Unfortunately the GIE was forced to close when it became the target of deadly Palestinian attacks.
The self-destructive trend continues. Even as recently as last May, opportunities were lost when Gazan gunmen wantonly destroyed thousands of greenhouses and other projects left behind by the Jewish settlers who had been evacuated; projects that could have provided income for over 4,500 families.
* Bait Hanoun. Your reference to the November 2006 Beit Hanoun incident repeats erroneous information. The BBC, which cannot be accused of favoring Israel, reported the total damage as 18 killed and 40 wounded. Your source exaggerates this to 82 killed and 260 injured adding 279 homes plus other buildings destroyed, though even Palestinian sources reported only six adjacent structures damaged by the explosion.
Lacking in your letter is any reference to the fact that Israeli civilians are being bombarded daily by rockets fired by Palestinians from civilian areas into civilian areas (a double war crime). No international law prevents Israel from responding. In this instance shells aimed by Israeli artillery at a rocket-launching site hit the wrong target due to a malfunction. Human errors and malfunctions do occur, even in the most highly disciplined fields such as space exploration.
The reaction of IDF soldiers was described by Steve Linde in the Jerusalem Post, on November 8, 2006. He wrote: “Can you imagine how terrible the artillery troops who fired the shells at Beit Hanun yesterday must be feeling now? After serving in IDF Artillery, I can only say that this is every gunner’s nightmare scenario: killing innocent men, women and children.”
Linde points out that, in response to Kassam rocket attacks, gunners were ordered to “fire at the source” – which they did, firing a dozen or so shells. He adds that whereas the Kassams are intentionally fired at civilian targets, hoping for maximum casualties and damage, the troops who fired at Beit Hanun were targeting terrorists, not civilians. For the complete article see http://tinyurl.com/yhqzn3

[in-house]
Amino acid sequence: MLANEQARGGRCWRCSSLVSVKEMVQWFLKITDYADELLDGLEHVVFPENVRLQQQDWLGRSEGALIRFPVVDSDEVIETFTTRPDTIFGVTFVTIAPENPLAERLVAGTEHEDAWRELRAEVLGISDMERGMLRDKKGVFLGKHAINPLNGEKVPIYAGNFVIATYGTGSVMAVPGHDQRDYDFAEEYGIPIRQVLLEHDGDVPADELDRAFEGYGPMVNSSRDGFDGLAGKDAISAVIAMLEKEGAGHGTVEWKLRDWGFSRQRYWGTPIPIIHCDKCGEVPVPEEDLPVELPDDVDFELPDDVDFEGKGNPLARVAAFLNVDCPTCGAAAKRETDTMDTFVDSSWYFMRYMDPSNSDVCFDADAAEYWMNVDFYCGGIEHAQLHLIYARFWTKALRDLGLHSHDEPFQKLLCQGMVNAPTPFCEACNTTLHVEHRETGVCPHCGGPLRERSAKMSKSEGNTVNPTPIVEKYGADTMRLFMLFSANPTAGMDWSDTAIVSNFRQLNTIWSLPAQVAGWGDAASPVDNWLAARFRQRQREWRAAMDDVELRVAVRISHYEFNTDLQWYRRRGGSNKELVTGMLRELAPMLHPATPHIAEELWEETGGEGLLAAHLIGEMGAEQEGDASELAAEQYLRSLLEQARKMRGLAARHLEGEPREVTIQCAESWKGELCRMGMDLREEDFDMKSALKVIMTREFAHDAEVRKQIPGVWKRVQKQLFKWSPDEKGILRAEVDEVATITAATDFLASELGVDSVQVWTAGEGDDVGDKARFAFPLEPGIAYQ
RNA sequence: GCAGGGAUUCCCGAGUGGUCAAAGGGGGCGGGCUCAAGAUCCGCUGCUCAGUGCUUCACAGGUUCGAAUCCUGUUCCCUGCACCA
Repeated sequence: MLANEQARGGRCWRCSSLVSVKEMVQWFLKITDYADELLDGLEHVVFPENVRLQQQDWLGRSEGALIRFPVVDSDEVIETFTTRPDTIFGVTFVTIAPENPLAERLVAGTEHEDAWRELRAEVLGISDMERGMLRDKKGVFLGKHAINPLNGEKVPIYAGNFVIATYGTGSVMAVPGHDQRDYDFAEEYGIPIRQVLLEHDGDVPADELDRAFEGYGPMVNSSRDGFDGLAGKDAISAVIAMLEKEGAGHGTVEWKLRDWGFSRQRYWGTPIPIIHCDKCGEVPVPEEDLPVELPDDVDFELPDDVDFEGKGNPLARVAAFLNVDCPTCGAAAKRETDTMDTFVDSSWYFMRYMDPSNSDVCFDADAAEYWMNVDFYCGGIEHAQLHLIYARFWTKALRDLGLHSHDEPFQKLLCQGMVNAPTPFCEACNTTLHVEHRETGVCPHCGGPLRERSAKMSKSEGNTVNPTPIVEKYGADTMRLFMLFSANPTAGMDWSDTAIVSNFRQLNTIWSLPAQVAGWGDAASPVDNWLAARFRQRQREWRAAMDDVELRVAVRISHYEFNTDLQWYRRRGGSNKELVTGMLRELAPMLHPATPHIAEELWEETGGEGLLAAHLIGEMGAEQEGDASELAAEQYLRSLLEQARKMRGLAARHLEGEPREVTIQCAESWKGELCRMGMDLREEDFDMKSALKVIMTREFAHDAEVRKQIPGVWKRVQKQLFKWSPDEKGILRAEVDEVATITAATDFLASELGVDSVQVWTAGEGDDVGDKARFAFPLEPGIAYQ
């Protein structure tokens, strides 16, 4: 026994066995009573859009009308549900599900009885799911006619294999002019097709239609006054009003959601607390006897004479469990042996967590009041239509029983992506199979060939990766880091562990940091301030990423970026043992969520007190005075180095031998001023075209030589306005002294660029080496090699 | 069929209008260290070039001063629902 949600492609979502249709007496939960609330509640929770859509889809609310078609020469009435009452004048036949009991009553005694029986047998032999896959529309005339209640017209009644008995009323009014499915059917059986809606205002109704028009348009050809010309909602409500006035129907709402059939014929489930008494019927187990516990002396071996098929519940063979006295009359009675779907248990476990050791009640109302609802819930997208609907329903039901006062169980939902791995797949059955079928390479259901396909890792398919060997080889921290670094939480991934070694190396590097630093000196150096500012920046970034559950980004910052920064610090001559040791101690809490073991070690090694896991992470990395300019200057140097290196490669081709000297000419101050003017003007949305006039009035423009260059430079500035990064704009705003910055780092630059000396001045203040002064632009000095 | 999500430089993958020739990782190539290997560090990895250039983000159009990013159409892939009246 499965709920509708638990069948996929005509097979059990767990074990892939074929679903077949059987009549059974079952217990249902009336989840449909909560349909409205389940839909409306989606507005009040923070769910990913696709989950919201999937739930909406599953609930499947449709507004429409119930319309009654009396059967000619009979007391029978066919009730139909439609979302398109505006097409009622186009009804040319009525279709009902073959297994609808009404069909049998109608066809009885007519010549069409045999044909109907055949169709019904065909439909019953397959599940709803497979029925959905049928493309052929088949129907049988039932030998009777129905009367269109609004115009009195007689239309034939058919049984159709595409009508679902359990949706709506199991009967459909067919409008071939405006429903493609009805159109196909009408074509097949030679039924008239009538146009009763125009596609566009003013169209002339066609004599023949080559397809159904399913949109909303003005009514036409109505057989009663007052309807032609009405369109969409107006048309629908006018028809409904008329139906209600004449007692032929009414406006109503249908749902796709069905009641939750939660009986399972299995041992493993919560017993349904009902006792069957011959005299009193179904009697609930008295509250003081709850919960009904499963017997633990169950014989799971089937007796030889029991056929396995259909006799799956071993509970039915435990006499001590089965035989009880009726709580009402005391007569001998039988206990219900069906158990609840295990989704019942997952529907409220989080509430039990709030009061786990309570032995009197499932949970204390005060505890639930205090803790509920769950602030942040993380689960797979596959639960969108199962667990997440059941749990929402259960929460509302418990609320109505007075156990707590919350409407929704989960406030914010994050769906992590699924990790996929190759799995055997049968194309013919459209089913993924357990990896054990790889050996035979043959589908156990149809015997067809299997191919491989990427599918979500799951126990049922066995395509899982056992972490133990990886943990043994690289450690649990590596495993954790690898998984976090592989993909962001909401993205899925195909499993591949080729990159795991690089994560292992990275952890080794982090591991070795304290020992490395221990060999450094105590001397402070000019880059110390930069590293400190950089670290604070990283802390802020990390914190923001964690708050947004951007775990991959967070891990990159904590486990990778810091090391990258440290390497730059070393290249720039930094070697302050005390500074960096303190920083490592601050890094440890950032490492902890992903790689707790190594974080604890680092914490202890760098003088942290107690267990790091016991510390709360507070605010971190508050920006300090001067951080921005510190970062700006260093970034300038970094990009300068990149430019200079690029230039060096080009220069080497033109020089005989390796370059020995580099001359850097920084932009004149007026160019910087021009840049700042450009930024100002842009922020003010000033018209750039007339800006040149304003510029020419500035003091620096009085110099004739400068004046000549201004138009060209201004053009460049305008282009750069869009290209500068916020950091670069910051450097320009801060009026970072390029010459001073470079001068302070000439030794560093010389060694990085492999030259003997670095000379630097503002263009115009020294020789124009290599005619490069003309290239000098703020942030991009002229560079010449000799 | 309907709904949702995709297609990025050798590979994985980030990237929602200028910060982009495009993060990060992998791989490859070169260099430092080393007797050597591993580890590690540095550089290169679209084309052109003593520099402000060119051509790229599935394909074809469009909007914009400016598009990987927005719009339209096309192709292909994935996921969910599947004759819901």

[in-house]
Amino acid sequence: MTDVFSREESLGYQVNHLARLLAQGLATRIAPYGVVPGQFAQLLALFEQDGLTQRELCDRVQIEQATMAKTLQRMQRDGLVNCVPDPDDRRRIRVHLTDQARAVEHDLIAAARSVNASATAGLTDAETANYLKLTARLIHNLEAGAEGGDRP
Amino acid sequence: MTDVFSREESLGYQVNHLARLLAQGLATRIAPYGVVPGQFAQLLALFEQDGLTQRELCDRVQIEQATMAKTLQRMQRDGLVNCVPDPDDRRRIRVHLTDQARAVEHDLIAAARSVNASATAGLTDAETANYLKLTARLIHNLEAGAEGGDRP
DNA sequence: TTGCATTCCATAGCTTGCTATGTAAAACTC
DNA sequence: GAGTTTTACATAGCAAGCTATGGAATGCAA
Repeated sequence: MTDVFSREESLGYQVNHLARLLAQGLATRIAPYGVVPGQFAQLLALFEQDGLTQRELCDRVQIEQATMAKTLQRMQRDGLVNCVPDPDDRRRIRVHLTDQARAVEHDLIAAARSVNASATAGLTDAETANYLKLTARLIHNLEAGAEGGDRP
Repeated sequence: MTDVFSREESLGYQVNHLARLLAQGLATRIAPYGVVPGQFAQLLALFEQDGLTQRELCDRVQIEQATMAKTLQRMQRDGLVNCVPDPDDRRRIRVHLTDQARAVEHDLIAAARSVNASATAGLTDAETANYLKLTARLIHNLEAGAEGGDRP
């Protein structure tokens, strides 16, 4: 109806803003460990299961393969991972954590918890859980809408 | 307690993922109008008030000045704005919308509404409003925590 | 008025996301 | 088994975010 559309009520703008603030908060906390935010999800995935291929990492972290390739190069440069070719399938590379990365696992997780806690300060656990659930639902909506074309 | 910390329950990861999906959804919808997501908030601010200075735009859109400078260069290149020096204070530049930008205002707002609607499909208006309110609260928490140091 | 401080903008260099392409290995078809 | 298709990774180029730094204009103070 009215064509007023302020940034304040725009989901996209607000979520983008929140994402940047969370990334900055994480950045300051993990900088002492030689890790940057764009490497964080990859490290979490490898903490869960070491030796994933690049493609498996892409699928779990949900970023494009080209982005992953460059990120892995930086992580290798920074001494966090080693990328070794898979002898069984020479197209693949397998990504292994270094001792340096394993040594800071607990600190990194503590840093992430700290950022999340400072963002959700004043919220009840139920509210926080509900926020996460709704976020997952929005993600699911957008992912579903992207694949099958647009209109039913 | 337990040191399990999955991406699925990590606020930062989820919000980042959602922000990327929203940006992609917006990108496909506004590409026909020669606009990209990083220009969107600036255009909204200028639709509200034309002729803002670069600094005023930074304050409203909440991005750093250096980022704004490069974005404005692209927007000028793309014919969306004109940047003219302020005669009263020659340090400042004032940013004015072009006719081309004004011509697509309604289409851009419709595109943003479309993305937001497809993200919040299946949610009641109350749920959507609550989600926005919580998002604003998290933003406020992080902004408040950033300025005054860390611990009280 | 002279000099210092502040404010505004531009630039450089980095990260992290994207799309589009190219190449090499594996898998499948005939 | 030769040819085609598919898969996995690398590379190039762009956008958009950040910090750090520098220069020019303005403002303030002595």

*West Bank and the wall: The wall (most of it is wire, like any other fence) to which you object would not have been erected if it had not become necessary to prevent deadly suicide bombings and other terror. That it has been successful in preventing untold massacres must be balanced against the regrettable, temporary discomfort of some residents.
*Settlements, the Geneva convention and international law: Your claim that 40% of land held by settlements is privately owned Palestinian land, is contradicted by a recent admission by “Peace Now”, the most active opponent and monitor of settlement activity, that it has made serious mistakes. For example in regard to the largest settlement, Ma’ale Adumim, it made a 15,900% percent mistake. Rather than 86.4% claimed as Palestinian land, it now claims just 0.54% of that land as supposedly Palestinian. For more details see http://tinyurl.com/2a84bh
Similarly your claim that settlements are in violation of the Fourth Geneva Convention has been contested by eminent jurists like the late Professor Julius Stone one of the twentieth century’s leading authorities on the Law of Nations. See http://tinyurl.com/ypg9hg.
With regard to other claims of illegalities I refer you to http://tinyurl.com/2zvwfz